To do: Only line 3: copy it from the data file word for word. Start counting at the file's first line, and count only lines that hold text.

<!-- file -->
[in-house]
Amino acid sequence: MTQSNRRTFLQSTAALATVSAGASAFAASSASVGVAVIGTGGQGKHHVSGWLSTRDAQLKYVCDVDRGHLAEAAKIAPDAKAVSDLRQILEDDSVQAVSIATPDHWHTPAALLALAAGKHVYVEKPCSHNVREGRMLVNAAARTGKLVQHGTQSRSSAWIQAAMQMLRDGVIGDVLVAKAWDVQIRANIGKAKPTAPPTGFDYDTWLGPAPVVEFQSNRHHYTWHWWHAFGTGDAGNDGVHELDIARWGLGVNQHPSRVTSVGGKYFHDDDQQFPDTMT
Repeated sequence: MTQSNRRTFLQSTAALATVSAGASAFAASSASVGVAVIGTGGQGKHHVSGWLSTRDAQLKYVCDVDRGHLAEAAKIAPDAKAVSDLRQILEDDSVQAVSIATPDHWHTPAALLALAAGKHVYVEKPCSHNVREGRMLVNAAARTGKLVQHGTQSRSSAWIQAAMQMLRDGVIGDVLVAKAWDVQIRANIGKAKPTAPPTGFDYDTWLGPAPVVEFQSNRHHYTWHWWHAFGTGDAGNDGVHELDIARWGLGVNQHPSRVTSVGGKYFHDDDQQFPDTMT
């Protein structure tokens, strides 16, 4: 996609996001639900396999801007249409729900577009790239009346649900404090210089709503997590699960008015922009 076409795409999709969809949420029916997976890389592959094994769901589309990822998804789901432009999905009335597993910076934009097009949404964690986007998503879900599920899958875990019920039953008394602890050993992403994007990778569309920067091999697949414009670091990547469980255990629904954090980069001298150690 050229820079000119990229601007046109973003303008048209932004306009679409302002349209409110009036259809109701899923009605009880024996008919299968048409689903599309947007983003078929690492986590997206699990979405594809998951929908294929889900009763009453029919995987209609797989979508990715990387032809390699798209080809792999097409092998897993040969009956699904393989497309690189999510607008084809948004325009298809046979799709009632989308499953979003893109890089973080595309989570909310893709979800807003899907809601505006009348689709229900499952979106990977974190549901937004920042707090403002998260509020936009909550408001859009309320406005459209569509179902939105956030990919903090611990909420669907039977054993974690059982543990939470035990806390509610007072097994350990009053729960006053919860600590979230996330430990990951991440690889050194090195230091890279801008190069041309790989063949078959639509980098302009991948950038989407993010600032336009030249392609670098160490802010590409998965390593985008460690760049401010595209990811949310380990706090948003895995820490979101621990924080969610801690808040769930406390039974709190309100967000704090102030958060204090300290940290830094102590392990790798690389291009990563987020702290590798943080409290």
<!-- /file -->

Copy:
Repeated sequence: MTQSNRRTFLQSTAALATVSAGASAFAASSASVGVAVIGTGGQGKHHVSGWLSTRDAQLKYVCDVDRGHLAEAAKIAPDAKAVSDLRQILEDDSVQAVSIATPDHWHTPAALLALAAGKHVYVEKPCSHNVREGRMLVNAAARTGKLVQHGTQSRSSAWIQAAMQMLRDGVIGDVLVAKAWDVQIRANIGKAKPTAPPTGFDYDTWLGPAPVVEFQSNRHHYTWHWWHAFGTGDAGNDGVHELDIARWGLGVNQHPSRVTSVGGKYFHDDDQQFPDTMT